In an editorial last week (“Circling the Wagons”) we noted the efforts by the administration and its supporters to dismiss allegations that the government’s spin on the Benghazi attack was designed to shield the president and that the IRS was improperly used to stifle opposition to Mr. Obama’s reelection.
Since then, yet more charges of improper action have emerged – namely, the Justice Department’s seizure of the records of phone lines of Associated Press reporters in an apparent attempt to identify the source of government leaks. Add to that even newer allegations that a Fox News reporter was also targeted by the DOJ and it becomes difficult not to wonder whether any other disturbing revelations are about to be dropped on the American public.
Moreover, the administration and its supporters have intensified their efforts at downplaying the seriousness of any of the above and turning the Republicans into obstructionist culprits.
It is, of course, impossible at this point to know for sure whether there was any wrongdoing at the highest levels, as is being claimed by many Republicans, or whether the incidents are the products of incompetence rather than criminality, as many Democrats – including President Obama – are essentially claiming. Yet it is clear that there is more than sufficient cause for Congress to assume full investigative mode.
This is hardly a situation where the accusations can be said to have been made out of whole cloth. The question is whether events have crossed a threshold and explanations alone can no longer be accepted as fact without further investigation.
The fact is, administration officials are sounding increasingly Nixonian with their denials, obfuscations and shifting stories. No wonder a CNN poll reports that 53 percent of Americans think the Republicans should push for hearings and probes into all the allegations (roughly the same percentage holds a favorable view of Mr. Obama, making it all the more difficult for Obama partisans to dismiss the sentiments of respondents as being driven by any anti-Obama animus).
Once again we are particularly dismayed by what The New York Times – which, along with administration officials, has taken the lead in pooh-poohing the charges – has had to say. An editorial titled “Scandal Machine,” reminiscent of Hillary Clinton’s memorable charge that a “vast right-wing conspiracy” was out to wreck her husband’s presidency, portrayed the brouhaha over the current scandals as the product of a concerted Republican effort to weaken Mr. Obama:
When politicians want to turn scandals into metaphors, actual details of wrongdoing or incompetence no longer matter. In fact, the details of the troubles swirling around the White House this week are bluntly contradicting Republicans who want to combine them into a seamless narrative of tyrannical government on the rampage….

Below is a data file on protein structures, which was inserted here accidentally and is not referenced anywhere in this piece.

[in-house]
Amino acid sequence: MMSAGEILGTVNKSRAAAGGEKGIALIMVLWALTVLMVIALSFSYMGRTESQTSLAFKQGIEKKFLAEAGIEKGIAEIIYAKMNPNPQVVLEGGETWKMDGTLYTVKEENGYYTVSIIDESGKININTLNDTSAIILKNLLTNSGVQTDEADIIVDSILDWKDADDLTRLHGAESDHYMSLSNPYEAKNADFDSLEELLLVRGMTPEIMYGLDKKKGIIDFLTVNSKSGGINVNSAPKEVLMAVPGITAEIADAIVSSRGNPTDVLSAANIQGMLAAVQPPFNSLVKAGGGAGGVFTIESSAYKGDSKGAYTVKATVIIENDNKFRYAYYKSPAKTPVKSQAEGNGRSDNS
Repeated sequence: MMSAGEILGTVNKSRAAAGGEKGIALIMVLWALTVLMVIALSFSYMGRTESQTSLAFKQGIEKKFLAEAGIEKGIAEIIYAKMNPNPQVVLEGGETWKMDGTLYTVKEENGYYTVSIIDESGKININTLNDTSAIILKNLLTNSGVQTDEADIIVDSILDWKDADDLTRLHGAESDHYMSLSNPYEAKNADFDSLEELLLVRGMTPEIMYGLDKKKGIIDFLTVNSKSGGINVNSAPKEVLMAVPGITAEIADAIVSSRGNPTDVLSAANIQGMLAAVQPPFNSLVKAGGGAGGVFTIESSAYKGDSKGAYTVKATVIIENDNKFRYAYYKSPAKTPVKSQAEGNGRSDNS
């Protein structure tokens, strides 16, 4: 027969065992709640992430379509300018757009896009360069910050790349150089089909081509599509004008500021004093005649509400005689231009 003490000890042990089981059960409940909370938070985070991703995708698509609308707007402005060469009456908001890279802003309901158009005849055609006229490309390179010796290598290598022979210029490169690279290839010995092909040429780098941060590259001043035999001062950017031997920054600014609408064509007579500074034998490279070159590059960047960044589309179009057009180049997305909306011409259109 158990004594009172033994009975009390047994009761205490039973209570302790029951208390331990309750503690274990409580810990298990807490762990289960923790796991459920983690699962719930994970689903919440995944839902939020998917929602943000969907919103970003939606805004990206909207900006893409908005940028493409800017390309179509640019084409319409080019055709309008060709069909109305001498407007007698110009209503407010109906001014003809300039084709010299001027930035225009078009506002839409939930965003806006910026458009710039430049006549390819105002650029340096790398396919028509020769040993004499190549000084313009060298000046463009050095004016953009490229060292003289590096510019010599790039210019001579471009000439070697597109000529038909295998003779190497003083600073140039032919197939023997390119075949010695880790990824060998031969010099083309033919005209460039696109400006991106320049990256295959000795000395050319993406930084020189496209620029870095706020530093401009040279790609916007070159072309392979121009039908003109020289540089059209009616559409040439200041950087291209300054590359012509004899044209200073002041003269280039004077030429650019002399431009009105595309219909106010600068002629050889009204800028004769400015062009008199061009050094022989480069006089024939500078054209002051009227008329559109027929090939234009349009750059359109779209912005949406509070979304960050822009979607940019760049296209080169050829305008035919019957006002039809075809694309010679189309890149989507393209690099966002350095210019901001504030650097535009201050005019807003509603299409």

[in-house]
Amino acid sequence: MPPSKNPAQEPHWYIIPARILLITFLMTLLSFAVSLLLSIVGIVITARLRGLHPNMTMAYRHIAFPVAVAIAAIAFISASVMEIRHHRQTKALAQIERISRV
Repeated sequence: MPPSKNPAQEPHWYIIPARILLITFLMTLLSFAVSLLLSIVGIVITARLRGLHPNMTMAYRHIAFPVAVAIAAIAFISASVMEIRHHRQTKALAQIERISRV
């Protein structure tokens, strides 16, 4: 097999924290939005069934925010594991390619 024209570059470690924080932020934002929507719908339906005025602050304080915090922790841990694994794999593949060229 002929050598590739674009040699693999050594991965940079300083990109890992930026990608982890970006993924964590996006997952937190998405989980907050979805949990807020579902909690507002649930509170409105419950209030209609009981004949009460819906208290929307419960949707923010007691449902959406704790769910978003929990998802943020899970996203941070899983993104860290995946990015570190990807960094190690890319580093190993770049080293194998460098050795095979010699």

The Times then blithely dismissed the charges against the IRS, which it concedes “singled out conservative groups for special scrutiny in evaluating requests for tax exemption,” with the declaration that the IRS “acted inappropriately because employees couldn’t understand inadequate guidelines.” Maybe, maybe not – which is, after all, the point of investigating further.
“The tragedy in Benghazi, Libya,” The Times continued, “never a scandal to begin with, has devolved into a turf-protection spat between government agencies, and the email messages Republicans long demanded made clear that there was no White House cover-up.”
One wonders, though, what the Times makes of the released e-mails showing the administration knew from the start that the Benghazi attackers were jihadi terrorists rather than ordinary Muslims spontaneously reacting to a film considered insulting to the prophet Muhammad that had been released months before.
Yet the official administration line for days was the video angle. And what about the possibility that there was a readily apparent motive for such dissembling in the midst of the presidential campaign during which President Obama claimed to have cleansed Libya of terrorists? The Times apparently considers such a question not even worth asking.
Predictably, the Times made an exception for the administration’s seizure of the Associated Press’s telephone records (a case of whose ox is being gored?). But even this “government overreach,” in the Times’s Milquetoast terms, was merely “the latest episode in the Obama administration’s Javert-like obsession with leakers in its midst.”
This sort of posturing by the administration and its advocates will not work for the simple reason that it is not logical. They may present plausible scenarios. But others can posit sinister motives. If a threshold has indeed been breached, the claims and counterclaims will need to be sorted out, with tough decisions to follow.